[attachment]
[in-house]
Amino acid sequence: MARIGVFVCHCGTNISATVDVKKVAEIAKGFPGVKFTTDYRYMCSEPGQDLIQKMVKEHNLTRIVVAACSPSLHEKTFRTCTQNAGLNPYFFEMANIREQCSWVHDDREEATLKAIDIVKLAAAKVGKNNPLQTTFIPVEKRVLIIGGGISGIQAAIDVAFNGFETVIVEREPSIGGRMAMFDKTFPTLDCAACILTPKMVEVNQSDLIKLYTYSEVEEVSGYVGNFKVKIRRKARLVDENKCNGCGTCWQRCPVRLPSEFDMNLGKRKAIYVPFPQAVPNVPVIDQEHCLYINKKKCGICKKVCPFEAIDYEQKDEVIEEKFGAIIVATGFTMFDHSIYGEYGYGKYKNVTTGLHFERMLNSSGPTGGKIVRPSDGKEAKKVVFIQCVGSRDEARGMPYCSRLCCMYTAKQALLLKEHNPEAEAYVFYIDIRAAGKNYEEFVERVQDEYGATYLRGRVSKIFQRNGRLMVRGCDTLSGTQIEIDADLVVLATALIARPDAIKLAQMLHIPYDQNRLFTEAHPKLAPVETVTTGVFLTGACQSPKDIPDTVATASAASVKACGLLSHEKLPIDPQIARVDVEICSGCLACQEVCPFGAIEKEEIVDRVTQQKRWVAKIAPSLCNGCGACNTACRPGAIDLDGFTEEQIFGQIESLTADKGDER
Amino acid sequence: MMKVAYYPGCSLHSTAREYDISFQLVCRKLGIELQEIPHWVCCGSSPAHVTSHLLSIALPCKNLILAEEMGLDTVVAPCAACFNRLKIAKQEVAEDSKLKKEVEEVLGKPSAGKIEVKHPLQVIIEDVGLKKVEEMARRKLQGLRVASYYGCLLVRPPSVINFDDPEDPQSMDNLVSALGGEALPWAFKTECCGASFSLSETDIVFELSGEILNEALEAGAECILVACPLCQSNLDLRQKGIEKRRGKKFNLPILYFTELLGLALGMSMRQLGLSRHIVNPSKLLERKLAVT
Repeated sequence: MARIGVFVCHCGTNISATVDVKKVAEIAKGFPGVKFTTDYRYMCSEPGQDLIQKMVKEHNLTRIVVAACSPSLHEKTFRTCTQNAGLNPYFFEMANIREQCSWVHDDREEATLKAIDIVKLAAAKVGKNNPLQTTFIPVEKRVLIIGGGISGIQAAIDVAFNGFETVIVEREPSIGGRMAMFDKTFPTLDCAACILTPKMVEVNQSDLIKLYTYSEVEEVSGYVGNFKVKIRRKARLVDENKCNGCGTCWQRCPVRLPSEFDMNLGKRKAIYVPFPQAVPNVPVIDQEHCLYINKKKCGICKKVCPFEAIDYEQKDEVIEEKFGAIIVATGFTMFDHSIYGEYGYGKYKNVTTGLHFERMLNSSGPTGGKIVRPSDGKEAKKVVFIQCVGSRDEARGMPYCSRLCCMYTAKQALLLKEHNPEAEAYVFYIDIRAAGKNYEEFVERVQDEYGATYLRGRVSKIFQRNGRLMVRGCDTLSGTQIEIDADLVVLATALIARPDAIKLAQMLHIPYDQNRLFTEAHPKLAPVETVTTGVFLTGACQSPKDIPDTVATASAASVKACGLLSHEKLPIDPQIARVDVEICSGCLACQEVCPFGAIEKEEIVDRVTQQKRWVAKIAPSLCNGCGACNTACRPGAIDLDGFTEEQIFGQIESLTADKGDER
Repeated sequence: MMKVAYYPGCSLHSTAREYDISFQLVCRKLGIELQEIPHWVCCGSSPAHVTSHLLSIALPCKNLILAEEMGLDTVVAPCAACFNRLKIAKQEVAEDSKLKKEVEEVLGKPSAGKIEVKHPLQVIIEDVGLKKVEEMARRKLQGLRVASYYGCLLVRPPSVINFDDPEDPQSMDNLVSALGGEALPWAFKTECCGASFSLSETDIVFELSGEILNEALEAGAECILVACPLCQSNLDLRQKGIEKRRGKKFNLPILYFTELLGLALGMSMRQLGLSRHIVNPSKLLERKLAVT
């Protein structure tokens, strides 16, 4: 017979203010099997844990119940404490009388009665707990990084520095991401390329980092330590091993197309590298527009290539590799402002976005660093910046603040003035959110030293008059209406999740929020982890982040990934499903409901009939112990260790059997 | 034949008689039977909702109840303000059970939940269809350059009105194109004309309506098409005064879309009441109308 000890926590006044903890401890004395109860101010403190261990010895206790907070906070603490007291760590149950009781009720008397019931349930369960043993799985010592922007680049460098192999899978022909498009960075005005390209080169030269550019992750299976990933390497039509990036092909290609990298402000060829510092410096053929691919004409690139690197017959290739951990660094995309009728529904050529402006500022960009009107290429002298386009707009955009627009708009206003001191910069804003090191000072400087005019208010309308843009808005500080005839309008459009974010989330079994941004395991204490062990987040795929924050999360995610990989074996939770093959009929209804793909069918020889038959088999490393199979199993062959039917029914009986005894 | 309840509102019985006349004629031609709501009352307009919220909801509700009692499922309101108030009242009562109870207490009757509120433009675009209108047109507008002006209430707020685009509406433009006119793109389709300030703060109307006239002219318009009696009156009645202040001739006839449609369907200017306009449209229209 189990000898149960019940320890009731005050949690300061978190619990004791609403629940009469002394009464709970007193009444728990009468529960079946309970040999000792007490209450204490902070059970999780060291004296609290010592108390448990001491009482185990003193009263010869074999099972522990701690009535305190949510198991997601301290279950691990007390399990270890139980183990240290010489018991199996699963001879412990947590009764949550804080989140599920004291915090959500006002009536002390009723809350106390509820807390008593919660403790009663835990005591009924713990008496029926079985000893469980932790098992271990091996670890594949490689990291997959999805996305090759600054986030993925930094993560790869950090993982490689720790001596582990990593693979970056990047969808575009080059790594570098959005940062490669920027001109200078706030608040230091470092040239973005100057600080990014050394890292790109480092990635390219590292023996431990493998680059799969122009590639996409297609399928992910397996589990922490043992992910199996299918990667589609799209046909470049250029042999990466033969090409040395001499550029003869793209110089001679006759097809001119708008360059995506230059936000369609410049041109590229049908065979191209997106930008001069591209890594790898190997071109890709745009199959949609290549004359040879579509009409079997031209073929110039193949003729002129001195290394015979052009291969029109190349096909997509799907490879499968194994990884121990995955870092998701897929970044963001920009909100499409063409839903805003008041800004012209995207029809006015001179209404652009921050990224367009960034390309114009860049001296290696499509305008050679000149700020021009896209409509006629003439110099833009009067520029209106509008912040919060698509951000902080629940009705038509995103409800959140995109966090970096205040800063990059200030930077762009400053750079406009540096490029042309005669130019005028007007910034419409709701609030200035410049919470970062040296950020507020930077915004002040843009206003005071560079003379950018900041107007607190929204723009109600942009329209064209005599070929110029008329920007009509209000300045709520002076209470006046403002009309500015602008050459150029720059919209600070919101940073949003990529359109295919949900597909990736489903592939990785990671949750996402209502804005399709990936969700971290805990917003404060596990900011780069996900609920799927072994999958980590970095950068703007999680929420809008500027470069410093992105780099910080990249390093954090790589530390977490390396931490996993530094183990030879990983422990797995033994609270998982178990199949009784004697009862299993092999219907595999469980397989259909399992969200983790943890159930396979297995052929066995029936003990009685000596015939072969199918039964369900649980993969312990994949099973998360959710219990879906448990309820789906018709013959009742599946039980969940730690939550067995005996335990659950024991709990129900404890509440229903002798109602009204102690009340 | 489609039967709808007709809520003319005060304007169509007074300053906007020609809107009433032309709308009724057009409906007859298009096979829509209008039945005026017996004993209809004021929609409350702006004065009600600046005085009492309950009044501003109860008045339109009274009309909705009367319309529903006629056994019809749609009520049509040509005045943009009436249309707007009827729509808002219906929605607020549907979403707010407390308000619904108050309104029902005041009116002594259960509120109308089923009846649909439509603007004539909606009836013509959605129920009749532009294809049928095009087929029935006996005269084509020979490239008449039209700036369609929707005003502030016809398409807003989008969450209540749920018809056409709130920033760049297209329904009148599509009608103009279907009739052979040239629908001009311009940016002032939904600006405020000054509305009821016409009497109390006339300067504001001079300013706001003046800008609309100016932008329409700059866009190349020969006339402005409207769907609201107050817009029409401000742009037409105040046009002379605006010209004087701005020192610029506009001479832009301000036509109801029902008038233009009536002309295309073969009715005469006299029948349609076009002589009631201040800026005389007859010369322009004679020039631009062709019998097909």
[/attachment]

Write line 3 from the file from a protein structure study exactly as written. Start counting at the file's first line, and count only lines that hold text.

Amino acid sequence: MMKVAYYPGCSLHSTAREYDISFQLVCRKLGIELQEIPHWVCCGSSPAHVTSHLLSIALPCKNLILAEEMGLDTVVAPCAACFNRLKIAKQEVAEDSKLKKEVEEVLGKPSAGKIEVKHPLQVIIEDVGLKKVEEMARRKLQGLRVASYYGCLLVRPPSVINFDDPEDPQSMDNLVSALGGEALPWAFKTECCGASFSLSETDIVFELSGEILNEALEAGAECILVACPLCQSNLDLRQKGIEKRRGKKFNLPILYFTELLGLALGMSMRQLGLSRHIVNPSKLLERKLAVT